Leaving for the airport to return in due time
Today I am returning back to Chennai. In the morning, I mainly try to kill time, pack my backpack, and rest on my bed. A little after midday, I go down with my luggage. I have to be at the airport at 2 pm, located 25 kilometers outside the city center. So I will take a wide margin; you never know with the hectic traffic in India. At 12:15 pm I leave by taxi. The ride takes exactly one hour.
A smooth first security check
It is a fairly new airport, with one terminal for domestic and one for international flights. A sample of safety neurosis is included at check-in. My backpack first has to go through a scanner, after which a security check sticker is applied. Then I make my way to the Jet Airways counter to effectively check-in and drop off my luggage for my flight back to Chennai. Given the early hour, I am the first, but all happens rather smoothly.
So many security precautions for a domestic flight
The next stop is the personal security check. Of course, my hand luggage also goes through another scanner. Every passenger has to step into a box, and everything in my pockets is double, no, triple checked. I also have to show the content of my money belt. The cop checking me is clearly interested in my currency, but I am not thrilled. This personal check takes ten minutes. As this is a simple domestic flight, what terrorist interest this might have, remains a complete mystery to me.
Spare batteries are not allowed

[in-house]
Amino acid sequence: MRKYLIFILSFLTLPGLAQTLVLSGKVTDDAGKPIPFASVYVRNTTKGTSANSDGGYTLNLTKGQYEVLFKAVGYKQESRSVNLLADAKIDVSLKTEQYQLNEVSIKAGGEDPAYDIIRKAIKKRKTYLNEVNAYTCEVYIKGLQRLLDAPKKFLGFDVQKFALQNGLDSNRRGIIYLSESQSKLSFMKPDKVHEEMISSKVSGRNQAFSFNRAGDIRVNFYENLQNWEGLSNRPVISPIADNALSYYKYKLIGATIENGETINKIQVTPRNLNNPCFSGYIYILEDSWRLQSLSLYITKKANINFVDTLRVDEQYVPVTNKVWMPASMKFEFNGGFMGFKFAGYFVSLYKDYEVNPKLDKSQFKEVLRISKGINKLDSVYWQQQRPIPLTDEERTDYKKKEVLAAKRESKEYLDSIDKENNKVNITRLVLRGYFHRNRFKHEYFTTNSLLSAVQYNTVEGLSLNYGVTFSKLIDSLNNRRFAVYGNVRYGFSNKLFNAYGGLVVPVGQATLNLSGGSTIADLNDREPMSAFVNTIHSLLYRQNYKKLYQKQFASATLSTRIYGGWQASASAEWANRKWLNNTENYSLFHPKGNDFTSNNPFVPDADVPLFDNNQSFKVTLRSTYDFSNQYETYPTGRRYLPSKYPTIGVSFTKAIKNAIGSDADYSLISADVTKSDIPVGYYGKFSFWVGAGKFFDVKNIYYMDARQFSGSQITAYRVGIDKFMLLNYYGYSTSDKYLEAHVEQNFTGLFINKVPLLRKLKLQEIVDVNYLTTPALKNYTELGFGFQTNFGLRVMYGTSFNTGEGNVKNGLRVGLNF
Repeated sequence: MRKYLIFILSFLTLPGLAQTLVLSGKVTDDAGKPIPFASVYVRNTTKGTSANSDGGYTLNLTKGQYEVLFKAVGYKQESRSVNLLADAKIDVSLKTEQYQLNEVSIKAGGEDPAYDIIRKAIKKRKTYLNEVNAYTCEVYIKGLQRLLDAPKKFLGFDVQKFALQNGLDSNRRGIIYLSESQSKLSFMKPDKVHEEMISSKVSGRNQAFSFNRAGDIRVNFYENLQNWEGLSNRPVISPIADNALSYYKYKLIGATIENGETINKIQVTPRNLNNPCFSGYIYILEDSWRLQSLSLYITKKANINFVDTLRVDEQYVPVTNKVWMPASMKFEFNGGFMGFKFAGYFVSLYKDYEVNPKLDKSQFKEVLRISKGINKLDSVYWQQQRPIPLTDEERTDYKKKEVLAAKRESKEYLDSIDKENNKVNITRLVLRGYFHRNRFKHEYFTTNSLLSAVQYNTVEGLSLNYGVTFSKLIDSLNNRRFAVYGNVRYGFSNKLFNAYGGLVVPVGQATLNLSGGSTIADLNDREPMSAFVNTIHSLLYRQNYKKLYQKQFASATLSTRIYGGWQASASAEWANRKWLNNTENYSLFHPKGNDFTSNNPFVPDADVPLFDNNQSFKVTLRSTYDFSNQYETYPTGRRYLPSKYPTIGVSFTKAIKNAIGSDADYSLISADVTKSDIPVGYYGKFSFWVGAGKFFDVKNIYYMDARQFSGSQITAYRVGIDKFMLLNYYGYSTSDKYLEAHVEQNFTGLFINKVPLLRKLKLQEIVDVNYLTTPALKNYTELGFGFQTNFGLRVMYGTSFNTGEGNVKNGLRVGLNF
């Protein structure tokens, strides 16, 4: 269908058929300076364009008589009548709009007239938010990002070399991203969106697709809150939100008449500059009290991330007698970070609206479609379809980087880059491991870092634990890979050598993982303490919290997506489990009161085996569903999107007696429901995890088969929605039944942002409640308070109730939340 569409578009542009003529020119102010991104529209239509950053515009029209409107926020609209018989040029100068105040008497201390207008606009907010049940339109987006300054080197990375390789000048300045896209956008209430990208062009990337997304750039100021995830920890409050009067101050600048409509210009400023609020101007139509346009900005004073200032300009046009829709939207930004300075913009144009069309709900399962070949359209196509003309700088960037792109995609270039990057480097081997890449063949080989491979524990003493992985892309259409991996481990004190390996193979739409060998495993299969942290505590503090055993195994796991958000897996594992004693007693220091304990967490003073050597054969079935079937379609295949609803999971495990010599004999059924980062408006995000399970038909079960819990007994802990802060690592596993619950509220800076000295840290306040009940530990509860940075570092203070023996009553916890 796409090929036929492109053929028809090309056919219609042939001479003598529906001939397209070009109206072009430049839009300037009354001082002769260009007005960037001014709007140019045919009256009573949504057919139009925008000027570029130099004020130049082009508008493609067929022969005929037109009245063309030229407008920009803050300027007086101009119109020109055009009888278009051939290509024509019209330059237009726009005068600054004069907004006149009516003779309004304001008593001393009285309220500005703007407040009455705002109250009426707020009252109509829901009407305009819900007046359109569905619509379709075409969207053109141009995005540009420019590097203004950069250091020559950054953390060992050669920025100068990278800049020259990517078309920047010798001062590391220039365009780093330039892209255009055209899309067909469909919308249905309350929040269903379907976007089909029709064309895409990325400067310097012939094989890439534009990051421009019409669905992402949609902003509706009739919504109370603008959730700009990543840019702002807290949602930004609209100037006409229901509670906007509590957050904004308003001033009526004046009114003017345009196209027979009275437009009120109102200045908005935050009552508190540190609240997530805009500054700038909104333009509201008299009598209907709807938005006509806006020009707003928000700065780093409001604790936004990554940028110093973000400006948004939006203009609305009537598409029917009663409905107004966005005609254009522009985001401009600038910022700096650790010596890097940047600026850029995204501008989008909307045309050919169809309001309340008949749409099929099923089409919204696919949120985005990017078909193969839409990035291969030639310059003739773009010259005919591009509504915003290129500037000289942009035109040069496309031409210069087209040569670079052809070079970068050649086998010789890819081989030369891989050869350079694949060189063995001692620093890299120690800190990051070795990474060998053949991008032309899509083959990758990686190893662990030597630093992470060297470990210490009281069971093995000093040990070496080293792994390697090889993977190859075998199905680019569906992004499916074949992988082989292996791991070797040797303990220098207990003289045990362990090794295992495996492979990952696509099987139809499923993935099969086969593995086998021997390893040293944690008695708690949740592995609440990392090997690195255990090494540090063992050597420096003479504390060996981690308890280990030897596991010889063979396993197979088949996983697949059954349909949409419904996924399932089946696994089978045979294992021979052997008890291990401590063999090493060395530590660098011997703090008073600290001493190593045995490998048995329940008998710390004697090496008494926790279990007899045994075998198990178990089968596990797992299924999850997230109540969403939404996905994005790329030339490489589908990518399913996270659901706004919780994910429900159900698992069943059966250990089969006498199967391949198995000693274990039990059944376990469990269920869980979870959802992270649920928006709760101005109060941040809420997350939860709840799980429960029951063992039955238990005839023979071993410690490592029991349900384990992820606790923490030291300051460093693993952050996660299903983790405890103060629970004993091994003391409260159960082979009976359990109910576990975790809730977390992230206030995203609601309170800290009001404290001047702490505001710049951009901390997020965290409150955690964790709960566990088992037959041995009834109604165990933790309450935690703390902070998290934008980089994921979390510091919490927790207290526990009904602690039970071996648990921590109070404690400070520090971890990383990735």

Finally, I can continue, but there is a problem with my hand luggage. The officer asks if I carry batteries. I confirm because there is a flashlight in the daypack. I have to show them. Magnum, the cop asks if those are spare batteries when I open the lamp. Spare batteries are not allowed. He asks if these can be thrown away. So I take the already in use batteries out of the flashlight and replace them with the unused new ones.
Serious doubt about the murderous intentions of a tourist couple
The tourist couple behind me forgot to take their Swiss pocket knives out of the hand luggage. After fifteen minutes, they get through after the knives have been handed over. Of course, there is a safety aspect involved, although I estimate the couple’s murderous abilities as non-existent. I start a conversation with them in the waiting room annex transit zone. They are also heading back to Chennai to return to Europe from there.
Taking a pre-paid taxi to head back to Chennai
The flight back to Chennai itself goes smoothly. After 50 minutes, we already land. The luggage rolls onto the conveyor almost immediately. There is a stand nearby where you can get pre-paid taxis. I head straight to it, and as the proposed price is very reasonable, I take it. S this rules out any hassle in terms of negotiations in prospect outside the airport`s building. I propose to my two fellow travelers where they would like to go to. They can join if they want and share the costs. They decide to come along.
Taxi driver still expecting more tips